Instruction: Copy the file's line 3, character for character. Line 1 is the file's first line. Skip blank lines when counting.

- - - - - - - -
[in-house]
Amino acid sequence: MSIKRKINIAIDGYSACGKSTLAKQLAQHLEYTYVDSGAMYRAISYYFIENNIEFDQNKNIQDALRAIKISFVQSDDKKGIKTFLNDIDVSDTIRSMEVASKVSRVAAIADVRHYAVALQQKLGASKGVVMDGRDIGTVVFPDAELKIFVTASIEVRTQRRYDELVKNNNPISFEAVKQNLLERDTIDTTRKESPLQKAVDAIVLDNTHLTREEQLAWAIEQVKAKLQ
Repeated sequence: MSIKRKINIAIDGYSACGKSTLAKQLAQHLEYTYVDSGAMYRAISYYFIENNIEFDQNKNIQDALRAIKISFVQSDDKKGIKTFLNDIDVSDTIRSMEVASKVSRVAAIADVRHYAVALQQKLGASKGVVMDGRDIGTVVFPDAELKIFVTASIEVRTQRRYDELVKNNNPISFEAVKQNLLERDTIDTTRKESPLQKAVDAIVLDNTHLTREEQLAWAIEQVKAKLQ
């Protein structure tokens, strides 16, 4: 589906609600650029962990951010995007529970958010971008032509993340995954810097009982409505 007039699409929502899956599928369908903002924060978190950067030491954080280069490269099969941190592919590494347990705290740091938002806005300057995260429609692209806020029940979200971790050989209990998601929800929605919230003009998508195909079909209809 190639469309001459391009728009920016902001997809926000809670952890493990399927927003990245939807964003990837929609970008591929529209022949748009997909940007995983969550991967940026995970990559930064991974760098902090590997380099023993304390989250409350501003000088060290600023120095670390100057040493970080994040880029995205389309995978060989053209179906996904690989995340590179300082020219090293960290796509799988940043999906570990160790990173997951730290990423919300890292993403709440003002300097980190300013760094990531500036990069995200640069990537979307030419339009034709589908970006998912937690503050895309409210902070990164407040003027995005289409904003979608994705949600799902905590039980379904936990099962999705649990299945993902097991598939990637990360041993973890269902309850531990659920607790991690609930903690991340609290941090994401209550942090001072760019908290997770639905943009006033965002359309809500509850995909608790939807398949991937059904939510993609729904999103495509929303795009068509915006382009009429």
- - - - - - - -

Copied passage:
Repeated sequence: MSIKRKINIAIDGYSACGKSTLAKQLAQHLEYTYVDSGAMYRAISYYFIENNIEFDQNKNIQDALRAIKISFVQSDDKKGIKTFLNDIDVSDTIRSMEVASKVSRVAAIADVRHYAVALQQKLGASKGVVMDGRDIGTVVFPDAELKIFVTASIEVRTQRRYDELVKNNNPISFEAVKQNLLERDTIDTTRKESPLQKAVDAIVLDNTHLTREEQLAWAIEQVKAKLQ